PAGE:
In my free time, I noticed my actor friends who were doing really well were taking classes, having coaches help them with their auditions. It's what got them out of bed in the morning. I never felt that way. I never had those feelings…It's not to say that I would never do it again. I would never make a big proclamation about it or anything like that. But there's no part of me that's making my movies being like, man, I really wish I could be in this one. I never think about it twice.

And to be honest, I'm a somewhat private person too, and I don't particularly enjoy some of the attention that comes with acting.

Is there any one moment where you realized acting wasn't what you loved doing?

There were two moments: I was in an off-Broadway play called "The Alchemist," which is a really old play from the 17th century. And I fell out of character in the play, which essentially is an actor's nightmare because it's like the thing that makes you able to act goes away.

It would be like if you were a tennis player and all of a sudden, in the middle of a match, you forgot how to hit the ball or something like that and that really kind of freaked me out.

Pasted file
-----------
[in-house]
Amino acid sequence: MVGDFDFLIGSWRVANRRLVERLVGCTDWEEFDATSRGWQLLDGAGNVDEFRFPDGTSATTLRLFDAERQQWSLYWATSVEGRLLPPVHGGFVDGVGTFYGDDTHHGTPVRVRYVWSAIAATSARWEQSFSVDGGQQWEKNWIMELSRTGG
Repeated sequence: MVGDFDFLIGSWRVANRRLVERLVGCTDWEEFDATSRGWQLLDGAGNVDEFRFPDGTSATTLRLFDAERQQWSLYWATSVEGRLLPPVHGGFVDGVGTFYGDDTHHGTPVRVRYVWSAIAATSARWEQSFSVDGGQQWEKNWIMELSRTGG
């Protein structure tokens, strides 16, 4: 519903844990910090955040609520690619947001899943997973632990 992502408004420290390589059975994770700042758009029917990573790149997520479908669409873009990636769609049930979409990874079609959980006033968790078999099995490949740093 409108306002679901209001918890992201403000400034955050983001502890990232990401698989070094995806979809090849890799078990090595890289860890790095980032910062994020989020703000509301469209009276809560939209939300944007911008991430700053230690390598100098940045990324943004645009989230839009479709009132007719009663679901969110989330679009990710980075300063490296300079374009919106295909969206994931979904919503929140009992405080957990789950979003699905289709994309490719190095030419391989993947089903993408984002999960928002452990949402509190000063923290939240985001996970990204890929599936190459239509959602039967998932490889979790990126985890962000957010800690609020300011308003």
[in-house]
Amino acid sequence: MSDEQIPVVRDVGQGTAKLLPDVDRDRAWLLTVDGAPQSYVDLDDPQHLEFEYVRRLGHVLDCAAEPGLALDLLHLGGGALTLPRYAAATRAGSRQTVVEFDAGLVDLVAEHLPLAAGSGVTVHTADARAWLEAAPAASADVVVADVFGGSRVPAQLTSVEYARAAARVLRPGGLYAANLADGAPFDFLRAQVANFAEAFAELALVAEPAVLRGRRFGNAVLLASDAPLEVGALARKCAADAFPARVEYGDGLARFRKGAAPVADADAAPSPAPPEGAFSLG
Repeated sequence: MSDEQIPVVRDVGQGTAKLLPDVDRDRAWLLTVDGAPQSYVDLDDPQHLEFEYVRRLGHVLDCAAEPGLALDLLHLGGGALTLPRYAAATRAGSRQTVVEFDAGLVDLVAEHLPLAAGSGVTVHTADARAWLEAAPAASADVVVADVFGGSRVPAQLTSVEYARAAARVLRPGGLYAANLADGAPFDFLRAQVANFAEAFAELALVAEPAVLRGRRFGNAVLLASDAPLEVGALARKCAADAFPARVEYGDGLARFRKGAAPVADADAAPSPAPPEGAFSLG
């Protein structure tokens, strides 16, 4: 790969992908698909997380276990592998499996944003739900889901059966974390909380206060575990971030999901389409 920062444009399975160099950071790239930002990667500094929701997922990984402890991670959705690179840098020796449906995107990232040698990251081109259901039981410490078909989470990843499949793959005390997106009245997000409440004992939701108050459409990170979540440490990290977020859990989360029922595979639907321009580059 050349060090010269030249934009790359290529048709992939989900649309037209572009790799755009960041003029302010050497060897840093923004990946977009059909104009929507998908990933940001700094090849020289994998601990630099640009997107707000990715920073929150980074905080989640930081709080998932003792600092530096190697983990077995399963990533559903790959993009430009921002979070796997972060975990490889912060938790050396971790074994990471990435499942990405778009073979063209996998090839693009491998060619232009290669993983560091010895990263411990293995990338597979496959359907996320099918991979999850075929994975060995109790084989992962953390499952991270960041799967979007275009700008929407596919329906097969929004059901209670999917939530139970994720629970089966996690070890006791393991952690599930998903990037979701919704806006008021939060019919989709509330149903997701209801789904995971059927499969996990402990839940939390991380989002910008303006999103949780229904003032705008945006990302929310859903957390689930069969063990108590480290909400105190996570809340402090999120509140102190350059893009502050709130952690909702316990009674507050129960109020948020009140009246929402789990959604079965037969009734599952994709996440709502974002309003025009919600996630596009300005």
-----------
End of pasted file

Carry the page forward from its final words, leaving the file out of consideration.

Then not long after that, I saw a production of "Ivanov." There were such good performances; the one that stands out is Kevin Kline, but it was a big cast and there were a lot of people in it. And I just was so enjoying watching it. I loved just watching it.

No part of me was thinking, man, I wish I was in this play. Or if I were playing so-and-so's part, this is how I would do it. And I did have the thought, I don't think this is how I should be feeling if I'm really an actor.

"The Idea of You" is full of comedy, romance, drama, and heart. I was really into the change to the book's ending. Did you know from the start that you wanted to change the ending, or did that evolve during the process?

It evolved. There was never like a, "We are definitely going to change the ending" conversation. I think it was more…we want to have a great ending.